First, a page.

Friday 31 May 2013

The future of public services isn't sharing info - it's upside down

One of the most inspiring visits I made for the government's Barriers to Choice Review last year was to Middlesborough, to meet people involved in the new Local Area Co-ordination scheme there.

Perhaps it isn't the most impressive name to use for something that has turned social care upside down in Western Australia, but it manages to combine higher support from care users and lower costs - which isn't unique, but is a sign that something important is going on.

LAC started in Western Australia in 1988, thanks to the social services director Eddie Bartnik. It is now used to support social care in other Australian states and has been successfully adopted in Scotland, Ireland, New Zealand, Canada and now England, starting in Middlesborough and Derby, as an approach to early intervention and prevention.

LACs are generalists who support practical, creative and informal ways of meeting people’s aspirations and needs, increasing the control and range of choices for individuals, their carers and families.  Their activities focus on supporting vulnerable people to build a vision for a good life that is individual to them, and to build the family, relationship and community networks that make it possible. 

LAC operates at individual, family and community levels and can help individuals, their carers and families to plan, select and receive a range of support and services to achieve their vision for a good life, enormously increasing the flexibility of services and providing users with much broader choices.

What is fascinating about LAC is that it is absolutely cross-service.  The first point of contact is someone who will focus - not on your needs - but on what you want to achieve, what informal support you might need to get there, who they know who might help.  Then they will coach you to a position where you are much more active in your own life.  Only if that fails, do they fall back on the traditional care support packages.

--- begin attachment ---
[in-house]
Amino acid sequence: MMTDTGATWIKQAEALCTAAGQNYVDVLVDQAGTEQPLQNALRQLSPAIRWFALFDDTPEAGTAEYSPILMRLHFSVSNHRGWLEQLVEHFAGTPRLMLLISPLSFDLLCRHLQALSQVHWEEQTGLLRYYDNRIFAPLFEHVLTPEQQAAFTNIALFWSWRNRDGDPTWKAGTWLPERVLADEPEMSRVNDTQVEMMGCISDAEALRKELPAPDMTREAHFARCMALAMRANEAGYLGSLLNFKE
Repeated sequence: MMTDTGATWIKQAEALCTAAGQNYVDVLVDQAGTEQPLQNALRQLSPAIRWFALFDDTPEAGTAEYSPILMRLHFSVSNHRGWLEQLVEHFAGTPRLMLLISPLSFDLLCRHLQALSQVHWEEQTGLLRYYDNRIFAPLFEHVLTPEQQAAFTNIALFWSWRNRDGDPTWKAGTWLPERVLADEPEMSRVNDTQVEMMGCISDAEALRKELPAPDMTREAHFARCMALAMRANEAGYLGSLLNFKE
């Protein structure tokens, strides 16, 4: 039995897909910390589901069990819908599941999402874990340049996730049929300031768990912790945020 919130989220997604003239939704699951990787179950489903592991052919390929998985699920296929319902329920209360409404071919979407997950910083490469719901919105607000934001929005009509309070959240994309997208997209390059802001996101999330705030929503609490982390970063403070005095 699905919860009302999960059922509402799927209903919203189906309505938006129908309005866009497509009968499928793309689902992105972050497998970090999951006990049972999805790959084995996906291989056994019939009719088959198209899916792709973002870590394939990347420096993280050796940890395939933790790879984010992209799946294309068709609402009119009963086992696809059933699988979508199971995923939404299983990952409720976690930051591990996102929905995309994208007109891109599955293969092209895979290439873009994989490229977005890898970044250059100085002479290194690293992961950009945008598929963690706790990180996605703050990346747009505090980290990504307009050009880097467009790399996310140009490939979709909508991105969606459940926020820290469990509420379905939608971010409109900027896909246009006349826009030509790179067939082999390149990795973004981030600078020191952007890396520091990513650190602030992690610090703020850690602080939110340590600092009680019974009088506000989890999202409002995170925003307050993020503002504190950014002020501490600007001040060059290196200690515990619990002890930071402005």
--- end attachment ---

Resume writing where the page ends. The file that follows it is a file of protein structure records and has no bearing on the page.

I was interested then because I had suspected for some time that there is a new kind of profession emerging in public services, which has many of those characteristics - asset-based, as they say in the jargon, cross-departmental, starting from where each individual is in their life at the time.

I mention this because I read a post yesterday from the very energetic thinkers in the iNetwork in the north west about the health and well-being 'timebomb', which also linked me to the ambitious joint statement by almost everyone in the health and social care field about integrated care.

I would disagree with nothing in either of these, but the success of Local Area Co-ordination seems to me to point in a different direction.  Not one that is basically about 'joint working', 'sharing information', 'co-ordinated care' or any of those phrases which imply that this is basically an information and co-ordination problem.

I don't believe that a social care system which now sends seven agencies to your front door can survive - and I don't believe it can survive, even if they share information seamlessly between them.

What Eddie Bartnik, and his UK vicar-on-earth Ralph Broad, have developed is the beginnings of a different kind of system altogether, which starts from hopes not needs, and which has a multi-disciplinary, semi-informal human face at the front of it.  Local Area Co-ordinators can still fall back on professionals if they need to, but often they don't need to.

The Barriers to Choice Review taught me that that sheer inflexibility of the current system, the multiplicity of agencies, must make way for something much more flexible - and I suspect that means the following:

1.  Turning services upside down so that informal solutions and social support is the first resort, not the last.

2.  Merging public services together locally, schools, health, social care, housing, and so on.

3.  Turning those hubs into catalysts for an enormous increase in local involvement and mutual support (co-production).

4.  Concentrating resources at the intractable problems, the small number of people and families who both slip through the cracks of the current system and involve most of the costs.

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